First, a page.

Res­cued an­i­mals ar­rive at big­ger and bet­ter home

Weekend Argus (Saturday Edition) - - NEWS - YOLANDÉ STANDER

MO­TORISTS trav­el­ling along the Gar­den Route were in for a bit more than the usual roar of en­gines whizzing down the N2 this week, as about 30 big cats, in­clud­ing the king of the jun­gle, made a 140km jour­ney by truck from Mos­sel Bay to their new home just out­side Plet­ten­berg Bay.

The an­i­mals – res­cued from the canned-hunt­ing and pet­ting in­dus­tries – were moved to a 17-hectare prop­erty just out­side the hol­i­day town af­ter the Mos­sel Bay- based Jukani Wildlife Sanc­tu­ary changed own­er­ship last year.

New ma­jor­ity share­holder Tony Blig­naut, who also cre­ated the renowned Mon­key­land and Birds of Eden just down the road at The Crags, said one of the main rea­sons for the re­lo­ca­tion was to pro­vide the an­i­mals with a big­ger and bet­ter home.

“Be­cause the prop­erty is so much larger, we could build much big­ger en­clo­sures. The an­i­mals also have much more en­rich­ment in their new en­clo­sures – sim­i­lar to what big cats will find in the wild, like trees, dams, bushes and rocks”

The first an­i­mals – three lions – ar­rived on Mon­day, with the rest moved dur­ing the course of the week.

Blig­naut said they hoped all the an­i­mals would be set­tled in their new en­clo­sures by next week, with the sanc­tu­ary opened to the Au­gust 1.

But the move was not with­out its chal­lenges, which ranged from at­tempt­ing to by­pass road­works to bat­tling against Mother Na­ture, and work­ing through reams of red tape.

All the cats – in­clud­ing lions, tigers, pu­mas, jaguars, leop­ards, chee­tahs, ser­val and cara­cal – were darted and trans­ported in crates by truck, un­der the watch­ful eye of vet­eri­nar­ian Dr Howard Pet­tifer.

The crates were then un­loaded by fork­lift, placed on a trac­tor and trans­ported to the an­i­mal’s en­clo­sure, where the cats were re­leased.

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While some took their time tak­ing the first steps out of the crates into their new home, oth­ers made a quick dash.

One of the lions, Grompie, needed to be coaxed into his new en­vi­ron­ment and, af­ter a few min­utes of call­ing by staff, went into his en­clo­sure.

A white tiger, Mich, took an en­tire day be­fore she dared to go into the un­known.

The re­lo­ca­tion process caused its fair share of headaches. “Along the Wilder­ness area there is a stop-go sec­tion, which could hold traf­fic up for about 45 min­utes at a time, so we had to get spe­cial per­mis­sion to go through the sec­tion with­out stop­ping.”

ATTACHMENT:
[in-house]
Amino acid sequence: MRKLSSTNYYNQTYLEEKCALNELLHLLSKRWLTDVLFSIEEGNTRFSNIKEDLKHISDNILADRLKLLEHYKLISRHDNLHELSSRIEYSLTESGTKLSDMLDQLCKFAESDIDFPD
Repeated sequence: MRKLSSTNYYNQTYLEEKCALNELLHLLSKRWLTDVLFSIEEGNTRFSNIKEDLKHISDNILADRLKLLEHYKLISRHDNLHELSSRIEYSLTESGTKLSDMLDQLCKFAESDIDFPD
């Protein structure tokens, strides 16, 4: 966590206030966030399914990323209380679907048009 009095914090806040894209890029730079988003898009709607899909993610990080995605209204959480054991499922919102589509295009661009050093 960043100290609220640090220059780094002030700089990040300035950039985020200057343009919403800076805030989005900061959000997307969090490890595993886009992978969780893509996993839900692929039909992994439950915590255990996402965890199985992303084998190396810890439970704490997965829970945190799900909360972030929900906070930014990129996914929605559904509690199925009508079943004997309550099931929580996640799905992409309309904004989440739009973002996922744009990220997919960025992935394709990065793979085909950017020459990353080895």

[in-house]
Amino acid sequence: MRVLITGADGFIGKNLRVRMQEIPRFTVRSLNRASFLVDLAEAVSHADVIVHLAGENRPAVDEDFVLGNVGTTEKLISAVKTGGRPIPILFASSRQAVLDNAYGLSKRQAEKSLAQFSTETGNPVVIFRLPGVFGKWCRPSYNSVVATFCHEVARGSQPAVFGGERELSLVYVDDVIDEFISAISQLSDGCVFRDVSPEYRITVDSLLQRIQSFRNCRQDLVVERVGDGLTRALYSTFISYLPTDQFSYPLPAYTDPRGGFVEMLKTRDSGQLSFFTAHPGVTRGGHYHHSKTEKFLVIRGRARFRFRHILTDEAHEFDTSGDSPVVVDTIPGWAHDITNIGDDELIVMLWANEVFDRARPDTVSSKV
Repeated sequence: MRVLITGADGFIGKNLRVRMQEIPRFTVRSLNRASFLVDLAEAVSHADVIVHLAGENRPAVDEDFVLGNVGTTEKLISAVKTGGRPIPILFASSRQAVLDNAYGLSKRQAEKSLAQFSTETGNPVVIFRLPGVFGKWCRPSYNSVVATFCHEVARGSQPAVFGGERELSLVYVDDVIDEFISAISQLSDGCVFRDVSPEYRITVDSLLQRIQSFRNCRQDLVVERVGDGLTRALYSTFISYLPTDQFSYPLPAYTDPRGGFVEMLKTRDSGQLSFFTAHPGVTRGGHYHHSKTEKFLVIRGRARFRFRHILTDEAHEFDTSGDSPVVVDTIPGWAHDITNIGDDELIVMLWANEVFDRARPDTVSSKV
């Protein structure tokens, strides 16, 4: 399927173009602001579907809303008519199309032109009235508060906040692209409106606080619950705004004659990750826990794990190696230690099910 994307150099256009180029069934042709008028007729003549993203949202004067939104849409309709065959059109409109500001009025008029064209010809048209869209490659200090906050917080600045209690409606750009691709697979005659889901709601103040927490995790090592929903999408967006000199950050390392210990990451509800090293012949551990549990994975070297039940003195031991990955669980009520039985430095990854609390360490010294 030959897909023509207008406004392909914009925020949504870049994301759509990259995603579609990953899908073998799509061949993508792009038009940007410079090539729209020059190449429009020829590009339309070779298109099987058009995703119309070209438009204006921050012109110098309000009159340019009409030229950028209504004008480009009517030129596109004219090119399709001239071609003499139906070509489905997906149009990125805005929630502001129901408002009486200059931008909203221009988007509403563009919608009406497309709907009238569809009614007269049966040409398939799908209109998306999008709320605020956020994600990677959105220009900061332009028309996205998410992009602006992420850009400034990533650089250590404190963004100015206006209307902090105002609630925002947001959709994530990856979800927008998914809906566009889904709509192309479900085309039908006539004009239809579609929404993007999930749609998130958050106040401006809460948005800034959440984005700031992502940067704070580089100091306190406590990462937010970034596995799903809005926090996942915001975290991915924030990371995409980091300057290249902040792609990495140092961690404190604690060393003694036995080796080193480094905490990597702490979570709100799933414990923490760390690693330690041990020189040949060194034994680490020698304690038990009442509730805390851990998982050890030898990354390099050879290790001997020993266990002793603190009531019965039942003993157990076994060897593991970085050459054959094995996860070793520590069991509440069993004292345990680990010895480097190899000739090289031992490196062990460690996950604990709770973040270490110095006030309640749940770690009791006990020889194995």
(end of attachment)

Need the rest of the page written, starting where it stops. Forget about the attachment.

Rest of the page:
When the first lions were loaded on Mon­day, a mas­sive storm hit Mos­sel Bay.

“The wind was so strong that the darts be­came like boomerangs. You were lucky if you didn’t shoot your­self.

“We were sup­posed to ar­rive in the af­ter­noon, but ended up ar­riv­ing only that night.”

This was also a very ex­pen­sive ex­er­cise, as each day of trans­port­ing, in­clud­ing equip­ment hire, a truck, staff and a vet, costs be­tween R20 000 and R25 000.

Jur­gen Olsen, who has run Jukani with his wife Karen since 2005, said that de­spite the chal­lenges, the an­i­mals were all set­tling in well.

Olsen and his team, who started Jukani in Ge­orge be­fore mov­ing to Mos­sel Bay in 2007, will also re­lo­cate to Plet­ten­berg Bay. “Th­ese an­i­mals are my chil­dren – I won’t leave them be­hind.”

Blig­naut said per­mits were needed for ev­ery as­pect of the new de­vel­op­ment, from trans­port­ing the an­i­mals to cre­at­ing bore­holes. Many de­part­ments had to be con­sulted be­fore the pro­ject got the fi­nal green light. Staff who dealt with the pa­per­work said copies of the doc­u­men­ta­tion weighed about 27kg.

Blig­naut said the sanc­tu­ary was purely a safe haven for res­cued wild an­i­mals, and there would be no breed­ing and a strict no-pet­ting pol­icy. The an­i­mals were ini­tially brought to the sanc­tu­ary by con­ser­va­tion of­fi­cials, or were con­fis­ca­tions.

Each an­i­mal is kept in a large en­clo­sure, cus­tom-made to suit its needs.

Olsen said: “Once they get to know their en­clo­sures, th­ese an­i­mals will be very happy. They will have more room, nice views and lots of trees.”

Vis­i­tors will be able to take a guided tour through the sanc­tu­ary, learn­ing about each an­i­mal and its species’ plight.

While the cats are the main at­trac­tion, the sanc­tu­ary will also be home to an­i­mals like a spring­bok, wild dogs, jack­als, ze­bras, bad­gers and snakes. – Gar­den Route Me­dia

FIRST STEPS: A lion is re­leased into an en­clo­sure at the sanc­tu­ary.

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